No preview · Conference Paper · May 2014
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    ABSTRACT: The genetic heterogeneity of autism spectrum disorders (ASDs) is enormous, and the neurobiology of proteins encoded by genes associated with ASD is very diverse. Revealing the mechanisms on which different neurobiological pathways in ASD pathogenesis converge may lead to the identification of drug targets. The main objective is firstly to outline the main molecular networks and neuronal mechanisms in which ASD gene products participate and secondly to answer the question how these converge. Finally, we aim to pinpoint drug targets within these mechanisms. Literature review of the neurobiological properties of ASD gene products with a special focus on the developmental consequences of genetic defects and the possibility to reverse these by genetic or pharmacological interventions. The regulation of activity-dependent protein synthesis appears central in the pathogenesis of ASD. Through sequential consequences for axodendritic function, neuronal disabilities arise expressed as behavioral abnormalities and autistic symptoms in ASD patients. Several known ASD gene products have their effect on this central process by affecting protein synthesis intrinsically, e.g., through enhancing the mammalian target of rapamycin (mTOR) signal transduction pathway or through impairing synaptic function in general. These are interrelated processes and can be targeted by compounds from various directions: inhibition of protein synthesis through Lovastatin, mTOR inhibition using rapamycin, or mGluR-related modulation of synaptic activity. ASD gene products may all feed into a central process of translational control that is important for adequate glutamatergic regulation of dendritic properties. This process can be modulated by available compounds but may also be targeted by yet unexplored routes.
    Full-text · Article · Jan 2014 · Psychopharmacology
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    ABSTRACT: The application of polymeric nanoparticles (NPs) has a promising future for targeting and delivering drugs into the central nervous system (CNS). However, the fate of NPs once entered in the brain after crossing the blood-brain barrier (BBB) and taken up into neuronal cells is a neglected area of study. Thus, here, we investigate the possible mechanisms of a cell-to-cell transport of poly-lactide-co-glycolide (PLGA) NPs modified with a glycopeptide (g7-NPs), already demonstrated to be able to cross the BBB after in vivo administration in rodents. We also tested antibody (Ab) -modified g7-NPs both in vitro and in vivo to investigate the possibility of specific targeting. Our results show that g7-NPs can be transported intra- and intercellularly within vesicles after vesicular internalization. Moreover, cell-to-cell transport is mediated by tunneling-nanotube (TNT)-like structures in cell lines and most interestingly in glial as well as neuronal cells in vitro. The transport is dependent on F-actin and can be increased by induction of TNT-like structures overexpressing M-Sec, a central factor and inducer of TNT formation. Moreover, cell-to-cell transport occurs independently from NP surface modification with antibodies. These in vitro findings were in part confirmed by in vivo evidence after i.p. administration of NPs in mice.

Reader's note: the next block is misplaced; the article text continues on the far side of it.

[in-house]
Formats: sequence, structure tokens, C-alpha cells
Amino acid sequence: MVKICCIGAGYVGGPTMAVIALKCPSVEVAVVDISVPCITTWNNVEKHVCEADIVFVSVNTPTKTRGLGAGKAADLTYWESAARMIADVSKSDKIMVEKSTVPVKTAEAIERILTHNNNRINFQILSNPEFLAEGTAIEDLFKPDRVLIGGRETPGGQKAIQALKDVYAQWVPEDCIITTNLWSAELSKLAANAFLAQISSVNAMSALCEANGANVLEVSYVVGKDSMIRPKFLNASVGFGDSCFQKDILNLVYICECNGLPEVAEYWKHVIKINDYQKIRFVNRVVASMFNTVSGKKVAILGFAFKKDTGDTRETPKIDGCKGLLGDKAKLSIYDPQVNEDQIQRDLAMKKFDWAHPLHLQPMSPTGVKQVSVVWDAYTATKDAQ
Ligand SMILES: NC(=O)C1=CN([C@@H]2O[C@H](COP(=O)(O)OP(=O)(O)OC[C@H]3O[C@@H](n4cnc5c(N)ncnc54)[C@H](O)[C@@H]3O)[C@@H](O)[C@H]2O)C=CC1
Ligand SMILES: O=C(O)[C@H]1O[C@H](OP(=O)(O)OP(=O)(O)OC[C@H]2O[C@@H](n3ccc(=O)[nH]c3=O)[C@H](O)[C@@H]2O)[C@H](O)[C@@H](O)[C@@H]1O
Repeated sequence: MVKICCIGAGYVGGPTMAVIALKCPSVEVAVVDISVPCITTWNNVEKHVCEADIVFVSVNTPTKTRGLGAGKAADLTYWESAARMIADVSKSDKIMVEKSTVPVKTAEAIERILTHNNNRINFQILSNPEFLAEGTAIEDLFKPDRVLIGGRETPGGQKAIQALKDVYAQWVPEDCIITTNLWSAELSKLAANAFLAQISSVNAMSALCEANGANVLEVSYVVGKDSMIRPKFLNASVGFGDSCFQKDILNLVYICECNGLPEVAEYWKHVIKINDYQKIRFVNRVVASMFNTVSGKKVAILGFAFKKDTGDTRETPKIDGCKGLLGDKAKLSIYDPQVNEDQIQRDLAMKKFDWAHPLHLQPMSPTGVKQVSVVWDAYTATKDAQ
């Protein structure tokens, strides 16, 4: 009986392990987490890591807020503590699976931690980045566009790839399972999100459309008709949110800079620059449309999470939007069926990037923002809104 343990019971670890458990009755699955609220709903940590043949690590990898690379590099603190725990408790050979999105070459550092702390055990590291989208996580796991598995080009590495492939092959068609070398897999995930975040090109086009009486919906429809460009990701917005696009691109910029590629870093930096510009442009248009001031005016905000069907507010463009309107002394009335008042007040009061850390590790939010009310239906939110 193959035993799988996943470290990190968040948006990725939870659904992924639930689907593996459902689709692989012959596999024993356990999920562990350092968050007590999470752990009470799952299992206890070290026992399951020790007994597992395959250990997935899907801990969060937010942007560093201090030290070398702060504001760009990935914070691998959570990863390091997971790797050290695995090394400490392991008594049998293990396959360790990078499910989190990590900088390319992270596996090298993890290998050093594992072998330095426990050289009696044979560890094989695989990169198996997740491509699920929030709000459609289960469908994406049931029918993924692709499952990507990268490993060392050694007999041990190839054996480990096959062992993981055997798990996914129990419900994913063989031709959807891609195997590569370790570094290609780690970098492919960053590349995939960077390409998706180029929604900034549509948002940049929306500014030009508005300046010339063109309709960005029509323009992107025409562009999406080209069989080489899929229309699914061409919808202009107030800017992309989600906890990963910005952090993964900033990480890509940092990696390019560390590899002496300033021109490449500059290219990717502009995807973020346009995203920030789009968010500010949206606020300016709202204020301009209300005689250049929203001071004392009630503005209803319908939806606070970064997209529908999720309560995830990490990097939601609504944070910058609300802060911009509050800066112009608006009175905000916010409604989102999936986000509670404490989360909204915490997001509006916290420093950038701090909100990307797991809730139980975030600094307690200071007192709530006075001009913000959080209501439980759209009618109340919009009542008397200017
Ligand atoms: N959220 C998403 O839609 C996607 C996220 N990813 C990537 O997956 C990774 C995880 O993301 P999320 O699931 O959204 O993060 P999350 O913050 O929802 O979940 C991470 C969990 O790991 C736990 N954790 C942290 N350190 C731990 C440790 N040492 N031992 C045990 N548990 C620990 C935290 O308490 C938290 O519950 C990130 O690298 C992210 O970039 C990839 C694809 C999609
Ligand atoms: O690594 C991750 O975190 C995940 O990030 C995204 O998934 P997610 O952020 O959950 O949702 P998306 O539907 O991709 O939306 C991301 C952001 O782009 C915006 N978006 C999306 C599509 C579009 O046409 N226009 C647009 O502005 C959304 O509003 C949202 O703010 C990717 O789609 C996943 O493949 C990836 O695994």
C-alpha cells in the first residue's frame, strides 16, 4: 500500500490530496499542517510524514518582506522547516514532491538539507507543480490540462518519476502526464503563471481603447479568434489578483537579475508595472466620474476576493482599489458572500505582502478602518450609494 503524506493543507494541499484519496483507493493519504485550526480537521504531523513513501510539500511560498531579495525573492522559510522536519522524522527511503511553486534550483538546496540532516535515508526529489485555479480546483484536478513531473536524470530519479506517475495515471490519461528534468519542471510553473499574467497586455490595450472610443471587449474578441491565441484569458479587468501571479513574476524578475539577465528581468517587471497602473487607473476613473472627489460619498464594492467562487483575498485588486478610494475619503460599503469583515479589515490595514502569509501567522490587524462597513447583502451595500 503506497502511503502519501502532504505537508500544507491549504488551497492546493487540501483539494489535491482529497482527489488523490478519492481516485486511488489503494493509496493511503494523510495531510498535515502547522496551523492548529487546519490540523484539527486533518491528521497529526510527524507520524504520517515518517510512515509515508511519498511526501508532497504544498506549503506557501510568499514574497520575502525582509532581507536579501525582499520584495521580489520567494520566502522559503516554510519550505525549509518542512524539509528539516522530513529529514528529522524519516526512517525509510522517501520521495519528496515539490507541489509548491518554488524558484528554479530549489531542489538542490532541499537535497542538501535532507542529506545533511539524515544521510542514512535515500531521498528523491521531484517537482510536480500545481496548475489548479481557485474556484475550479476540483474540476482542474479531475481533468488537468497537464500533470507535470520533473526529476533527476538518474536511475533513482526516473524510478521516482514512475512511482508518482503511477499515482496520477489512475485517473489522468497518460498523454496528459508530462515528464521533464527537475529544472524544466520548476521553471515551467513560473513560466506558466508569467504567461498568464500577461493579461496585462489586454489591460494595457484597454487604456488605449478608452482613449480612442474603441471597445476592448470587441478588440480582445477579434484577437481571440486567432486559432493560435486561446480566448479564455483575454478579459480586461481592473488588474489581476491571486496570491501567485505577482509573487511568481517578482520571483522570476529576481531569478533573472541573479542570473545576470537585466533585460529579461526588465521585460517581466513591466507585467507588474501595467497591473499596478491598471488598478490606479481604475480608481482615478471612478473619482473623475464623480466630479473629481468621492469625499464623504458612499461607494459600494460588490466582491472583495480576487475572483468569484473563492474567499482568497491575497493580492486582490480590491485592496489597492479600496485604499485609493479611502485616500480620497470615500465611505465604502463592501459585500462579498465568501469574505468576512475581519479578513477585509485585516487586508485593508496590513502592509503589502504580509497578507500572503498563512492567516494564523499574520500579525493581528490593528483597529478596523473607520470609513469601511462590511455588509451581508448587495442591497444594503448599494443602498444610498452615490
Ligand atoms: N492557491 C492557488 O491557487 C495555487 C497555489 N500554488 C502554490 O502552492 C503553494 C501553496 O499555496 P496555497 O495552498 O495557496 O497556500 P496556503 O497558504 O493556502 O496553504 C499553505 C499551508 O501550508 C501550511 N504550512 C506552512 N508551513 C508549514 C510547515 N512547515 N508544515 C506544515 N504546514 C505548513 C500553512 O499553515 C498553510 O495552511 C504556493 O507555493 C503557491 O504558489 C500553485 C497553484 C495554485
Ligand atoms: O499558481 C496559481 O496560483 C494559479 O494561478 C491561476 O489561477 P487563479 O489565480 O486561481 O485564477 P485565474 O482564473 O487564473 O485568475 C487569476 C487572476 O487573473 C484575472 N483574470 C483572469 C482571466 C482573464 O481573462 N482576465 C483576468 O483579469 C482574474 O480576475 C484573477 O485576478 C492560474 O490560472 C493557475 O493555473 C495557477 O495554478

Full-text · Article · Jan 2014 · Journal of Controlled Release

Publication Stats

6k Citations
841.16 Total Impact Points


  • 2003-2016
    • Universität Ulm
      • • Institute of Anatomy and Cell Biology
      • • Division of Neurophysiology
      Ulm, Baden-Württemberg, Germany
  • 1990-2004
    • University of Münster
      • • Institute of Anatomy
      • • Medical Faculty
      Muenster, North Rhine-Westphalia, Germany
  • 1998-2003
    • Leibniz Institute for Neurobiology
      • Department of Neurochemistry and Molecular Biology
      Magdeburg, Saxony-Anhalt, Germany
  • 2002
    • University Medical Center Hamburg - Eppendorf
      Hamburg, Hamburg, Germany
  • 2001
    • Lund University
      Lund, Skåne, Sweden
  • 1997-1999
    • Otto-von-Guericke-Universität Magdeburg
      • Institute for Medical Psychology
      Magdeburg, Saxony-Anhalt, Germany
  • 1994
    • University of Cologne
      Köln, North Rhine-Westphalia, Germany